Saturday, July 31, 2010

Zen and the Art of Motorcycle Maintenance

I can't say that it has changed the way I think about my life, but I am happy to have read it, I'll give it that much.

What was great: the stuff on motorcycle maintenance, the personal story between the author and his son, and the descriptions of the landscapes and natural landmarks on their trip.

What got to be too much for me: The on and on about Phaedrus. I understand that much of this was about this man's journey not only on the bike, but to figure things out in his head (had had been previously treated in a mental hospital), but I have to confess, toward the end I really had to flip through a lot of the philosophical chapters because they just went on forever and there was nothing I could grasp onto. Hell, I didn't even realize he was talking about himself (Phaedrus) until about halfway through, big dummy I am. . .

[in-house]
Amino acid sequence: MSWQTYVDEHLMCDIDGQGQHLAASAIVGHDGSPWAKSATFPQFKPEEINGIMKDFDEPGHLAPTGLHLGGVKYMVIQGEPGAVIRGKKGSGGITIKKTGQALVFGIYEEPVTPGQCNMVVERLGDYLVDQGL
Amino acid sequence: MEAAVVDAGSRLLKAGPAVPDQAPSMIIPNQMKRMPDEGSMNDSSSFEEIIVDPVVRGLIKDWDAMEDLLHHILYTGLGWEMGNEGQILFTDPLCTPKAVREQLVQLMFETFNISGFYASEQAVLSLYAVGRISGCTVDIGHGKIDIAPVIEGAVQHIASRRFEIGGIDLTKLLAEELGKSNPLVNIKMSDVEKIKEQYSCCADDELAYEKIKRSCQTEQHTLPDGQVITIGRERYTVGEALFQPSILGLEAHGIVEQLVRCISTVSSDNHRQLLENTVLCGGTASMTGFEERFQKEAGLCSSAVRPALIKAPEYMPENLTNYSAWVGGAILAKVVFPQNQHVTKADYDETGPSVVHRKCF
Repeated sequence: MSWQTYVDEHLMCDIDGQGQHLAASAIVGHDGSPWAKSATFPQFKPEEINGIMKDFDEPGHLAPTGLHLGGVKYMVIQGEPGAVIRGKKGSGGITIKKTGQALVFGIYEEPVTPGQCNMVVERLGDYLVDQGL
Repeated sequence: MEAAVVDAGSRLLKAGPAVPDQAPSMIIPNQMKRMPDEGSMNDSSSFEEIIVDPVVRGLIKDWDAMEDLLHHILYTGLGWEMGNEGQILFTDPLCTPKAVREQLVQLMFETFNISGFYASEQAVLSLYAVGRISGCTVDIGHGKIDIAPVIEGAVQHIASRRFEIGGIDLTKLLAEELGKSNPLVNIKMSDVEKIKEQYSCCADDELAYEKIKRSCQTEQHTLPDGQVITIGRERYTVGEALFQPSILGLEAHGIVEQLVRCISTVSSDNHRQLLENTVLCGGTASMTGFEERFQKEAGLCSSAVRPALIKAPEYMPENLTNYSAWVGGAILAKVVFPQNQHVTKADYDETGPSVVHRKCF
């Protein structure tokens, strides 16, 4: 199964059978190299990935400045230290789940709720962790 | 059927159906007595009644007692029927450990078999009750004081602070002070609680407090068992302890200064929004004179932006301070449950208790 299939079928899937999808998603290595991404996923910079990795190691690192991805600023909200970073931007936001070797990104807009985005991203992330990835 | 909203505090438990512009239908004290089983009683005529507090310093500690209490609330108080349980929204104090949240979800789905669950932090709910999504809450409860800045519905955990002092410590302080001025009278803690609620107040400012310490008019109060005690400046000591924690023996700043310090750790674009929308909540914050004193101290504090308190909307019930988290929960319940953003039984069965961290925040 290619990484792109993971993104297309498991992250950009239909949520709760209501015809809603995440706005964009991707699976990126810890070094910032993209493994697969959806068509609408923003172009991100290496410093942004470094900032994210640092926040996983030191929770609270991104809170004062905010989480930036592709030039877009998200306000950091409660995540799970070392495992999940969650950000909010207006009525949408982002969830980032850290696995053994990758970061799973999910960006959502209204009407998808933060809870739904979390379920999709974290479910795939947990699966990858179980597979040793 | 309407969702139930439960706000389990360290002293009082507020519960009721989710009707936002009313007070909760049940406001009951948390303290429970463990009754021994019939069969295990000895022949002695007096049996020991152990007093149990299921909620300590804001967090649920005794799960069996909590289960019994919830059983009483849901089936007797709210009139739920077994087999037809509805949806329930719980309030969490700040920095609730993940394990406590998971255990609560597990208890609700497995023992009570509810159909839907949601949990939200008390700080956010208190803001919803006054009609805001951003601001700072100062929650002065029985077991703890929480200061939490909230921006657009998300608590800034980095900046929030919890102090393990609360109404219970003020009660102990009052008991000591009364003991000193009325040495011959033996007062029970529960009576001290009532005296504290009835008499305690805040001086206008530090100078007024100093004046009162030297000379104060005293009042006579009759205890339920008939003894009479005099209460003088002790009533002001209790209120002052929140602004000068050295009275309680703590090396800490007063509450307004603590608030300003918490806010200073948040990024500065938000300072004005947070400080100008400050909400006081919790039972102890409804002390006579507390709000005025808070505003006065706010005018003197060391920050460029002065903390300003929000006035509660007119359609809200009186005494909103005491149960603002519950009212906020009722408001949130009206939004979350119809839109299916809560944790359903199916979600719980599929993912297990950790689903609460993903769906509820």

Much like with Main Street, though, I am grateful to have kept on with it, because the ending was everything. I was hopeful for a redemption, a connection with the son, even a dialogue that would smooth things over, but man, I didn't expect what actually happened (it was good, I think). It made me sad to read in the introduction that his son had since been killed; it definitely would have been a different, more naive reading experience had I skipped the intro, which is something I commonly do. I think every reader will get their own something different out of this novel, I encourage us all to go for it, there are many gems to be found:

"'Peace of mind isn't at all superficial, really,' I expound. 'It's the whole thing. That which produces it is good maintenance; that which disturbs it is poor maintenance. What we call workability of the machine is just an objectification of this peace of mind. The ultimate test's always your own serenity. If you don't have this when you start and maintain it while you're working, you're likely to build your personal problems right into the machine itself.'"

(!!!) I enjoyed little things like these.

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